Dr Jena Meinecke presented with Early Career Researchers MPLS Impact Award

Jena Meinecke in the labDr Jena Meinecke, Junior Research Fellow at Christ Church, has been presented with an Early Career Researchers MPLS Impact Award by the Mathematical, Physical and Life Sciences division at the University of Oxford.

The annual MPLS Impact Awards aim to foster and raise awareness of impact by rewarding it at a local level. Awards are presented at the MPLS Winter Reception, with winners receiving an award of £1000. The award received by Dr Meinecke is intended to recognise Early Career Researchers’ independent engagement with external organisations or end-users, laying the foundations for future impactful research. Early Career Researchers (ERCs) are defined as those within seven years of their DPhil award, and nominations for the awards must demonstrate engagement beyond what might be expected for those at this stage in their academic careers. Dr Meinecke was awarded the prize for her contribution to the promotion of women in Physics.

Dr Meinecke gained her BSc in Physics from the University of California, Los Angeles, in 2011, after which she gained a DPhil in Atomic and Laser Physics from the University of Oxford in 2016. Her research interests centre on laboratory astrophysics and plasma physics. She is currently a laboratory astrophysicist studying the origins of magnetic fields. Using high-energy lasers such as the National Ignition Facility (NIF) laser, she recreates astrophysical objects in the laboratory such as supernovas – centimetres rather than parsecs in diameter. This allows her to study phenomena which develop over hundreds, thousands, even millions of years within a few microseconds. In particular, Dr Meinecke focuses on the generation and amplification of magnetic fields by both the Biermann battery mechanism and developed turbulence, respectively.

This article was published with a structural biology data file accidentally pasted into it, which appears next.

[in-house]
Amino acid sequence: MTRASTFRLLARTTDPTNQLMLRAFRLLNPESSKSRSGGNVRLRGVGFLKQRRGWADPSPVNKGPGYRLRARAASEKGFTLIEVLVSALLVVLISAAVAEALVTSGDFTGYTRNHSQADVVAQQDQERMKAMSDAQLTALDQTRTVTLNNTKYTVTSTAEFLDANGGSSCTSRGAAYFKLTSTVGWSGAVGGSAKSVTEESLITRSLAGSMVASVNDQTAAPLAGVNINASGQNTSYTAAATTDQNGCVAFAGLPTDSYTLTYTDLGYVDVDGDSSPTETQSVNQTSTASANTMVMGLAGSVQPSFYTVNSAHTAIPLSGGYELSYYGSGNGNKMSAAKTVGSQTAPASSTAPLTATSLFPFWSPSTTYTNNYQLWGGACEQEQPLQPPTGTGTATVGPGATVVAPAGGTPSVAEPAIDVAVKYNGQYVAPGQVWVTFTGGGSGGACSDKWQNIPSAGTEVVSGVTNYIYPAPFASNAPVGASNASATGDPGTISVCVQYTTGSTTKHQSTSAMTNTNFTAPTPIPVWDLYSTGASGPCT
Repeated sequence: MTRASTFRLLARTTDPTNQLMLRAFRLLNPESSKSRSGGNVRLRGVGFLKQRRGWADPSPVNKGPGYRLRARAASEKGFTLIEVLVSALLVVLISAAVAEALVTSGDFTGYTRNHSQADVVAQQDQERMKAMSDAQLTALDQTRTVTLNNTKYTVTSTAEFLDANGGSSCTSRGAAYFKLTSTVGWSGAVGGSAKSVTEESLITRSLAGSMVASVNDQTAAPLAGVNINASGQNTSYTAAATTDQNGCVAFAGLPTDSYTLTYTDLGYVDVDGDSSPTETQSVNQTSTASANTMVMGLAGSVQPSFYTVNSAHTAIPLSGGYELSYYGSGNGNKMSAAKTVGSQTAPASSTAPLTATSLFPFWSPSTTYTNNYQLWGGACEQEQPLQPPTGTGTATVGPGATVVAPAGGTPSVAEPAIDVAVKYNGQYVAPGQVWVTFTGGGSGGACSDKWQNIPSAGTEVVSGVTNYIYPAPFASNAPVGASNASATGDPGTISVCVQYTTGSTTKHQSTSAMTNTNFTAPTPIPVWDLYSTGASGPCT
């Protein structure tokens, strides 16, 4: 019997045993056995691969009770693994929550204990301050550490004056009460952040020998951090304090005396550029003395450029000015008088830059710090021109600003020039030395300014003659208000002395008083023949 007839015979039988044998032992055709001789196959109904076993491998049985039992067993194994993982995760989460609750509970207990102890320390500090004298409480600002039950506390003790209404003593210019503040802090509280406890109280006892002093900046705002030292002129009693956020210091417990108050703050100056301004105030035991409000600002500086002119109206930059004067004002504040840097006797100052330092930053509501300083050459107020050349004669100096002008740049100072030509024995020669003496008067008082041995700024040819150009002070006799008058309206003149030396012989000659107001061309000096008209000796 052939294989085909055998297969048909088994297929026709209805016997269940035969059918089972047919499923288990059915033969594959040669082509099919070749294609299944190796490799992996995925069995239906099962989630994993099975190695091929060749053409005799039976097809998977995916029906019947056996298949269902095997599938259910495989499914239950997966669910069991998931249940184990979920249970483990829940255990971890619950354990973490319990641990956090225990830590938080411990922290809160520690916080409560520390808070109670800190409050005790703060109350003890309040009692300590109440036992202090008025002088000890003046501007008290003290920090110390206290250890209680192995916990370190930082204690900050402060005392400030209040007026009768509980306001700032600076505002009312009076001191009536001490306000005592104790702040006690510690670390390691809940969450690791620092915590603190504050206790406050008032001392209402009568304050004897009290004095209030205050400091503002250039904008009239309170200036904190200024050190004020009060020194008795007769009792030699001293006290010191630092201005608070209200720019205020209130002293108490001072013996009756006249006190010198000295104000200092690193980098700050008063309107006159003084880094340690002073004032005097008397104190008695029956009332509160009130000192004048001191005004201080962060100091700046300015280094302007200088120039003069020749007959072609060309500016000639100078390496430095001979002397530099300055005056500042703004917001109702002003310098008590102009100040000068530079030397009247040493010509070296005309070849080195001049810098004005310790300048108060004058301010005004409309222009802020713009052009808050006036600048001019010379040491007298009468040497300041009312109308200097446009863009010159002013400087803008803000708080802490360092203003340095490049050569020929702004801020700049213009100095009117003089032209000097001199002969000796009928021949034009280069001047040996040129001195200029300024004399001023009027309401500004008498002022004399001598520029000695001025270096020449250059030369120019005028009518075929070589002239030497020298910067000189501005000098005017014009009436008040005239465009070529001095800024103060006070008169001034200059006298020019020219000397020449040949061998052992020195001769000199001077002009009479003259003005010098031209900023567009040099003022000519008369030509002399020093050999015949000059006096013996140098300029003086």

She was chosen as the winner of this award after being nominated by Professor Gianluca Gregori. “Dr Jena Meinecke is currently leading high-energy laser experiments on the National Ignition Facility (NIF), the largest laser in the world, to evince amplification of magnetic fields by turbulent dynamo, often considered the “holy grail” of astrophysical plasma physics. Her research accomplishments along with the success of her recently completed NIF campaign have undoubtedly pushed the boundaries of plasma physics.”

Dr Meinecke’s research with lasers and magnetic field amplification has had extensive coverage, including publications in Nature Physics and the Proceedings of the National Academy of Sciences, with her results being named as a Top Ten breakthrough of 2014 by the Institute of Physics’ magazine Physics World and resulting in multiple invited talks including the conference of the European Physical Society (EPS). Her work also featured on the cover of the BBC’s Sky at Night magazine and on television programmes including How the Universe Works, shown on the Discovery Channel. Dr Meinecke was also previously awarded the Jocelyn Bell Burnell Medal and Prize for her commitment to research and her work on promoting women in physics.

During her time in Oxford, she has been involved in a number of schemes working with Oxford's female physicists. She is the founder and former President of the Oxford Women in Physics Society (2013-2015), and the founder of the Oxford Women in Physics mentoring Programme (2014). She was involved in the Conference for Undergraduate Women in Physics (CUWiP) (2014), and is also the co-founder of the ScienceGrrl Oxford Chapter (2014).